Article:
Neighbors of Westminster Municipal Jaycee Park who have complained since May about athletic field lights now say they are satisfied with a solution proposed by city leaders.
The City Council agreed last week to spend up to $3,000, which will buy about 15 metal shields that direct light down onto the field.
City officials also agreed to plant trees between the park and nearby houses and to work with athletic leagues to specify an hour when lights will be turned off, regardless of the activity.
"I'm pleased that finally our concerns are being recognized, but I'm sorry we had to go through all we had to go through to get to this point," said Cathy Markey of Buck Cash Drive. She is one of the Whispering Meadows residents who took a 50-signature petition to the City Council in July.
Some neighbors said the lights are so bright they don't have to turn on lights in their houses.
Several parents of children in the Westminster Optimist football program said in interviews last week that they didn't understand the reasons for the protests.
One pointed out that neighborhood children play in the park while the lights are on; others said they didn't see a problem if the lights go off at a reasonable hour.
The football league for 7- to 9-year-old boys uses the field on autumn Tuesday and Thursday nights from 7 p.m. to 9 p.m. Girls of similar ages practice cheerleading in the park at the same time.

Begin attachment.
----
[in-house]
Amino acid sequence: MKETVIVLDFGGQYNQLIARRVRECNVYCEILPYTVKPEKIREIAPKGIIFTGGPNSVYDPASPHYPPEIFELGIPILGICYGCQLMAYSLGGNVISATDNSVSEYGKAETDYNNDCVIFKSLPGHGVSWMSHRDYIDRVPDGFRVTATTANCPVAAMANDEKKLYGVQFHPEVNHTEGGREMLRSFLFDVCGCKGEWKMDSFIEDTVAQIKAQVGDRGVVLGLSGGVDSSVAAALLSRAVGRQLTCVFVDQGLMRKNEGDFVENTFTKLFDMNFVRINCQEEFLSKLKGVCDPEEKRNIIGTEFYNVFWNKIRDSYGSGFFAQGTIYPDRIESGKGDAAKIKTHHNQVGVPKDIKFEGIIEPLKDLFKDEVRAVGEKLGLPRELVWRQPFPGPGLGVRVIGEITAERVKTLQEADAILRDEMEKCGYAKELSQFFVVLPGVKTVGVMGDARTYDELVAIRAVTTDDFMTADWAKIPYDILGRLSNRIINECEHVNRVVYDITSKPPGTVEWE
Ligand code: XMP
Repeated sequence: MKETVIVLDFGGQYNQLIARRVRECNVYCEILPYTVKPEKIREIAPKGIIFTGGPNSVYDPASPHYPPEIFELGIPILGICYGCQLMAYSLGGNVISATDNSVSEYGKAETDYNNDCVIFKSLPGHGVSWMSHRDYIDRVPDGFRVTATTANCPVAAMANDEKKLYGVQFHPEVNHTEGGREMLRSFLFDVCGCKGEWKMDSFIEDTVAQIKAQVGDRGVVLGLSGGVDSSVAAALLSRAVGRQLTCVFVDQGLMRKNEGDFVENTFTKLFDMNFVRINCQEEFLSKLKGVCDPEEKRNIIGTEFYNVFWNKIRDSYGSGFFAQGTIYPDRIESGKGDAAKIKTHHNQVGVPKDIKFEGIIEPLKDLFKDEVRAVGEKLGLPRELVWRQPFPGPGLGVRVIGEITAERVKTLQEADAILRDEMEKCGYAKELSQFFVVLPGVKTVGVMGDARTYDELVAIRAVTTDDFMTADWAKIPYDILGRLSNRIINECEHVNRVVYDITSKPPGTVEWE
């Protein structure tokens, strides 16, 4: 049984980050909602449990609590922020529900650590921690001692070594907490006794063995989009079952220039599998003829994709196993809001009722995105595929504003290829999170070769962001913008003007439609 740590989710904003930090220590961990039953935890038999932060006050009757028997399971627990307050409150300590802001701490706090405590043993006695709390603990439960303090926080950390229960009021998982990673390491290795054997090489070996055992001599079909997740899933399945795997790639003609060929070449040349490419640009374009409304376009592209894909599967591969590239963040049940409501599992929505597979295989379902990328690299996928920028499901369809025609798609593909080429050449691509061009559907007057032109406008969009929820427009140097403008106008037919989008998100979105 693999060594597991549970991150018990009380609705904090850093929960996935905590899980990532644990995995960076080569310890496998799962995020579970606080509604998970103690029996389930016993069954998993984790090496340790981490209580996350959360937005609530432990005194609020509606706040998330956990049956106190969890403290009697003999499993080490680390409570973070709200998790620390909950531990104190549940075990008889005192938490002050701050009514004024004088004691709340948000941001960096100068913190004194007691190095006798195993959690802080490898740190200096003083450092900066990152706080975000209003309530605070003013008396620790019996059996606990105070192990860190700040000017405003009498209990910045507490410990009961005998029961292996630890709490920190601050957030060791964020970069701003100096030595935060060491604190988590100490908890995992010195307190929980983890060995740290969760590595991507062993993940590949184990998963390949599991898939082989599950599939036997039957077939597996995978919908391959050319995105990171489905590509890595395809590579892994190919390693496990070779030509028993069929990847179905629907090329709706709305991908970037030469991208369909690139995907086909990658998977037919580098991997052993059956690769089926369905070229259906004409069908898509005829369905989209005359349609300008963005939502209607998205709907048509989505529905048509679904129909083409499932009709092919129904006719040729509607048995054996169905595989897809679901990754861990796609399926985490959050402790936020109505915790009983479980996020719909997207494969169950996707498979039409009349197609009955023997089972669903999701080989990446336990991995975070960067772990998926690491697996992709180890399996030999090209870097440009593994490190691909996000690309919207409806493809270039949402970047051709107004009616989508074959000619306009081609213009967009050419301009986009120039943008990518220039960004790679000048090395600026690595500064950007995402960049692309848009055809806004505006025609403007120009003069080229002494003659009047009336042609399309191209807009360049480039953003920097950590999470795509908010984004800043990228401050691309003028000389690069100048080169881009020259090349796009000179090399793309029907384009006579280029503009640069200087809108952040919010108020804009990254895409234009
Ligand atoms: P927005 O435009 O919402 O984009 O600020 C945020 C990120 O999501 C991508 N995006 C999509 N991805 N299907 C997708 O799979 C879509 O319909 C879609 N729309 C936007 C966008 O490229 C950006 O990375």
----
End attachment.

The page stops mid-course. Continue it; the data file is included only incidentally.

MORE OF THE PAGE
Westminster Jaycees girls softball leagues use the field in the summer, when city rules allow lights to remain on until 10 p.m.
Optimist football president John B. Meyer said practices usually end between 8 p.m. and 8:30 p.m. and lights are out before 9 p.m. He tells of an incident to illustrate why he occasionally burns the lights later.
Mr. Meyer turned the field lights off at 8:45 one night, and heard a scream. A girl in the cheerleading program had been waiting for her mother at the bottom of a rise, outside Mr. Meyer's range of vision.
When he turned the lights off, the child got frightened and cried out. He turned the field lights back on until the girl's parents arrived.
Mr. Meyer said he keeps the lights on until all children have been picked up.
"When you buy a house, it's not a secret the lights are there," said John Zook of Westminster, whose son is in the football program.
Mrs. Markey said the park was open without lights when she and her husband bought their house and they did not know lights were planned. She said she supports youth sports, "but this is smack in the middle of a residential neighborhood."
Uniontown Road resident Jim Catel said he also did not know athletic field lights were planned when he and his wife bought their house about two years ago.
Mr. Catel said he is happy with the solution. "They listened to everyone and came up with a common sense approach to solve it," he said.
Thomas B. Beyard, Westminster public works director, said the light shields will probably give neighbors a 30 percent to 40 percent reduction in glare and "spillover" light from the park.
So far, the city has installed three shields on lights at the park.
Mr. Beyard said city officials solicited public comment before installing the lights in 1993.
The council delayed installation for one year to sound out public opinion and to meet with the Greens' Homeowners Association, which supported lighting the field for youth league use.
Mr. Beyard said the lights are lower candlepower than those used at the county sports complex on John Owings Road.
The city parks board is to meet with league representatives to see if they can agree on a consistent "lights out" time.